Whether at home or at work, at school or on the move, we all want more speed from every service we choose to use. The theory goes that the greater the speed of service delivery we obtain to meet our daily needs - from grocery shopping to information and entertainment - the more leisure time we can create for ourselves to enjoy. The fact is that in an accelerating world, our expectations and demands keep outstripping the art of the possible and the result is frustration and stress.
What we need is some acceleration of the access technologies to deliver that world to us - and those speedier access routes really are just around the corner -coming soon to a telephone line near you in the form of DSL (Digital Subscriber Line).
Put simply, DSL gives the humble and ubiquitous copper wires that run throughout the world to provide POTS (plain old telephone service), the capacity to send enormous volumes of data at very high speeds. With DSL, it's not just a phone line, it's a lifestyle.
Some DSLs do that in parallel with the standard voice service, all on the same line and at the same time. Some deliver higher speeds or wider bandwidth - the more dense the data you are sending, the wider the bandwidth you need for quality and speedy transmission. Still others deliver higher capacity for downloading than for uploading data. There is a whole portfolio of DSL technologies coming on stream to match user needs at home and at work. The new millennium is about to put a completely new dimension into those telephone lines we have all come to take for granted.
Already there are towns and cities around the globe which really are wired for speed with DSL. There are even whole countries which are DSL-ed - like Singapore where ADSL on the phone lines have been given the capacity to deliver video on demand.
Here are the basic requirements for a high speed Internet access technology that makes sense for consumers:
· No special equipment to install- and no need for a second phone line. For every home to install a second phone line for Internet access would be an unreasonable expense for the consumer, and a huge burden for the phone system. An ideal solution would allow use of the same line for voice and Internet access simultaneously.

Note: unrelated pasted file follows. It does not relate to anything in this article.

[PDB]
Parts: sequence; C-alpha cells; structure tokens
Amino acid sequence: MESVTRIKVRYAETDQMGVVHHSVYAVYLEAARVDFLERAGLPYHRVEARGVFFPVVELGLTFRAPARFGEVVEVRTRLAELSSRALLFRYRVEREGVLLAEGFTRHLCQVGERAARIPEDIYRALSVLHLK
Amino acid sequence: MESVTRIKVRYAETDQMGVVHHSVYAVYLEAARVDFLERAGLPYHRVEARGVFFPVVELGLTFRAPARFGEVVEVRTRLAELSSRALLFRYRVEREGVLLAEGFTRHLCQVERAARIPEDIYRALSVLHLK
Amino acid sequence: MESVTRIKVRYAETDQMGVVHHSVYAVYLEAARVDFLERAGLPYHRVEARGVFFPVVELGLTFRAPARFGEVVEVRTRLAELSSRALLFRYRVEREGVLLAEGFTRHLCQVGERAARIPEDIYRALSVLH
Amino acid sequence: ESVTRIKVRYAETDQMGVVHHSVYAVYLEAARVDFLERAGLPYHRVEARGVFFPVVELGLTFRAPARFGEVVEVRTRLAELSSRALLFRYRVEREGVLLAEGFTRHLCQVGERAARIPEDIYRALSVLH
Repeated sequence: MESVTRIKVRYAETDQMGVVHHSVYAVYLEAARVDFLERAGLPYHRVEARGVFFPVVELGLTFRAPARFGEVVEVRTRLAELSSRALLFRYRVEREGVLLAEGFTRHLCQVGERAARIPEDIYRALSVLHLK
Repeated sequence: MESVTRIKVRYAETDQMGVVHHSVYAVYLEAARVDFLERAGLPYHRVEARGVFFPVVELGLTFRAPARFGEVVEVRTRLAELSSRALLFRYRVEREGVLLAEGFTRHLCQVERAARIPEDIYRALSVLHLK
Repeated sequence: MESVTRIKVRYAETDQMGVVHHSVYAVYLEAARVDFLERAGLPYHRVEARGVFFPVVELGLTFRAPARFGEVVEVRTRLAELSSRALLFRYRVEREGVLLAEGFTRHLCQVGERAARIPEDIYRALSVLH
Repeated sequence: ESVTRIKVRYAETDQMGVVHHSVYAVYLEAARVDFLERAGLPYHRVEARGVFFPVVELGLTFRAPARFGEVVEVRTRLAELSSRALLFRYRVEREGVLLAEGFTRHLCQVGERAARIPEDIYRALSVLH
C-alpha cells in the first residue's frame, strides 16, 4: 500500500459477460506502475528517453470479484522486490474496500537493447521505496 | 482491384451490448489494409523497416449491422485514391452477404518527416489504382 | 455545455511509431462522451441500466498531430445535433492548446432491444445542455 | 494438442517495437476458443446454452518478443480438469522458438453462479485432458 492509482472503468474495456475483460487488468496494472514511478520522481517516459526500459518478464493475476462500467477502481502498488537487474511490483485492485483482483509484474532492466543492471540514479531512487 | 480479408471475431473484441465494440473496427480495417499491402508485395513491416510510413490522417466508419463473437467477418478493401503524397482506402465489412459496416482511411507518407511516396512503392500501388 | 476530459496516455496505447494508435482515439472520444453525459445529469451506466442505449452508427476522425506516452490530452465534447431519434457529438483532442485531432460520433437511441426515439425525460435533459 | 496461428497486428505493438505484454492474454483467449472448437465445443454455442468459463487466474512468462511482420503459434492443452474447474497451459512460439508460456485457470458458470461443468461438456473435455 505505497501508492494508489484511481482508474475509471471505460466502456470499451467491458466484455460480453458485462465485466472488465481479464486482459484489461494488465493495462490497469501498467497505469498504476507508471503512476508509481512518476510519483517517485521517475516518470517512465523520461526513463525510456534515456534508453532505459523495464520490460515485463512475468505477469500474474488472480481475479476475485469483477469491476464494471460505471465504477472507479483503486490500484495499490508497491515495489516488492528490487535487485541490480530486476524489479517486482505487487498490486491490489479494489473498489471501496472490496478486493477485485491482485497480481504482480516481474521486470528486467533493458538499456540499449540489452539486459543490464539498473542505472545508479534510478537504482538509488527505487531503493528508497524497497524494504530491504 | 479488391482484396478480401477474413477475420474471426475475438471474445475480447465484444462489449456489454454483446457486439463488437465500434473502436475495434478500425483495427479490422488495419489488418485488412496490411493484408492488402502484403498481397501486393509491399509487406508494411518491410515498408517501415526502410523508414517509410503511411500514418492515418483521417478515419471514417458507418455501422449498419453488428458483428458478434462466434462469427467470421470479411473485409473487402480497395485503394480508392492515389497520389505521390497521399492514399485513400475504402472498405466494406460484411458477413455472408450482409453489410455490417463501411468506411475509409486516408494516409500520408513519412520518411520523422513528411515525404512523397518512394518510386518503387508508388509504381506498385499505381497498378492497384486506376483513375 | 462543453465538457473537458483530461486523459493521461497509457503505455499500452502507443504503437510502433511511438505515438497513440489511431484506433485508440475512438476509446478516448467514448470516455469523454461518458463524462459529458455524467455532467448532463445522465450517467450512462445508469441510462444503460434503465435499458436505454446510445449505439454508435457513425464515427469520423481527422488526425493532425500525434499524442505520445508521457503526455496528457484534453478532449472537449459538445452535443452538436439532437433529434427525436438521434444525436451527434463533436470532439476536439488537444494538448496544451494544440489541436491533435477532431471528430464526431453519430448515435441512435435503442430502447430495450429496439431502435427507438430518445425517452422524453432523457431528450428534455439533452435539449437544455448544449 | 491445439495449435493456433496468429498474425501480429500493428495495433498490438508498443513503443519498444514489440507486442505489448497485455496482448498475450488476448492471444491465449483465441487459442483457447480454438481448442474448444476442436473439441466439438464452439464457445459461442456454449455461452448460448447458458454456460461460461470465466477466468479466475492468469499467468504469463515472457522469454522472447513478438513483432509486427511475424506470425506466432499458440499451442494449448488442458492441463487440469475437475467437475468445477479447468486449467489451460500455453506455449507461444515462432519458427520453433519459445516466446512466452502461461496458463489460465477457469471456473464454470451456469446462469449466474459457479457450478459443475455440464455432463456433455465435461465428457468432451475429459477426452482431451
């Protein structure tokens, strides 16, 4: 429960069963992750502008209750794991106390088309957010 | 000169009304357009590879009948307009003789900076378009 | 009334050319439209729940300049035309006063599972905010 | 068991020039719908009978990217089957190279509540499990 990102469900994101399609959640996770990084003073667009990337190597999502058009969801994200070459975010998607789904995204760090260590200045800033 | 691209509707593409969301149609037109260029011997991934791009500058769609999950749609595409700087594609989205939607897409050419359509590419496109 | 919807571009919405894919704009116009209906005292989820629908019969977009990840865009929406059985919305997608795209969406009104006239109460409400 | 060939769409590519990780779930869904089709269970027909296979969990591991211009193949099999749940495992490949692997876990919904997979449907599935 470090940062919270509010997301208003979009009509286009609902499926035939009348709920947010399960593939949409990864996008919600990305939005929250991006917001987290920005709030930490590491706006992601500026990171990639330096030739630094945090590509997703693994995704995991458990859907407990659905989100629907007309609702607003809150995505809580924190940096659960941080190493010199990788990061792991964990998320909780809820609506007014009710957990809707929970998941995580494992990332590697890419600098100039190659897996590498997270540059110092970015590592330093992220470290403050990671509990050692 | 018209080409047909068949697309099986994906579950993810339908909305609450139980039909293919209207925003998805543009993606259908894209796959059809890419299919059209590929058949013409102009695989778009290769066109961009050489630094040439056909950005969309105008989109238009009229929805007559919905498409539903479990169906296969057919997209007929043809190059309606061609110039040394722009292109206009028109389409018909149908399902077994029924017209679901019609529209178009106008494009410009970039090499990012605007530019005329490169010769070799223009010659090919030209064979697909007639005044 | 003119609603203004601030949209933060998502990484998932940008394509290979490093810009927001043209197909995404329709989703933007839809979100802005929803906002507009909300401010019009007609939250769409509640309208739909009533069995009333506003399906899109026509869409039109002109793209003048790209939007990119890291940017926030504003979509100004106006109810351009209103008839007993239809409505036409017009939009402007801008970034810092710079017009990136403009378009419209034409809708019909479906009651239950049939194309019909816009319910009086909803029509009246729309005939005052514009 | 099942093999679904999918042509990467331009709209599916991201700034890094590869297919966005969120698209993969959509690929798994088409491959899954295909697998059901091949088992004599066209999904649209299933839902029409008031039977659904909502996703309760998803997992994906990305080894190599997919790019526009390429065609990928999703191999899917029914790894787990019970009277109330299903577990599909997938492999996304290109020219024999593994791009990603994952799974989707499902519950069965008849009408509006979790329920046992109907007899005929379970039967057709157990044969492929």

· Compatibility with existing PC's.
· Compatibility with existing phone network; that is, no rewiring necessary.
· Low cost. Consumer price points should be comparable to existing analog modems.
That's what DSL is all about. DSL is a recent innovation that maximizes the existing copper wire network by taking advantage of unused bandwidth. You may also hear of HDSL, HDSL-2, VDSL and many more DSL-based acronyms. Whatever the prefix, the
message is fundamentally the same: DSL equals point to point connection over your existing telephone line for high-speed data and/or voice. With DSL you are wired for speed.
This point to point connection is a key to speed and to security of data. It means that your data connection over a DSL service, like your telephone call, is a direct link between you and the other party. There is no line sharing, as there is on cable modem, to reduce the speed of transmission nor to place security of your information at risk.
And if you are routinely sending, viewing or downloading dense data - from graphics and photographs to music and video clips or even PowerPoint presentations and databases - you will probably never be happy until you have hooked up to the speed and security of DSL technologies.
DSL has the right offer mix, and providers are discovering what their pricing plans should be. Still, all of this must fit the economic models of the characteristic business or household in the United States.
ADSL is the asymmetric version of DSL - offering differing upload and download speeds. This can deliver up to seven megabits of data per second from the network to the customer (downstream) and up to 640 kilobits from the customer back to the network (upstream), all while providing voice communication on the same copper line at the same time. Compare that with the standard 28 or 56k modem and you start to appreciate the difference DSL will make. Since few of us use Internet access to send seriously large documents but all of us use it to access data-intense information such as websites with heavy graphic content, this asymmetric service will more than meet most needs.
GTE, soon to be part of Bell Atlantic, plans to offer DSL throughout their network. Their advertising claims, with substantially more truth than Al Gore, to have created the internet. (Their BBN division did, in fact, manage most of the early Internet architecture.) They are already one of the largest internet providers, including provisioning the actual service delivered for most of the customers of AOL. Their backbone, which also supports the much higher quality service they offer to businesses through BBN (now called GTE Internetworking), stretches 12,000 miles in the United States and extends around the world. By the end of the first quarter of 1999, service was provisioned in more than 400 central offices. By the end of 1999, GTE plans to offer ADSL in more than 30 markets in 17 states, served by approximately 550 central offices that support 10.1 million customer access lines - one of the nation's largest deployments of ADSL.
Well, with GTE Digital Subscriber Line (DSL) Service you can have incredibly fast, "always on" access to the Internet, with connection speeds up to 1.5 Mbps (megabits per second). That's up to 50 times faster than 28.8K modems. With DSL, just click and you're online. And the price range is from $32 to $215 depending on the services u may need.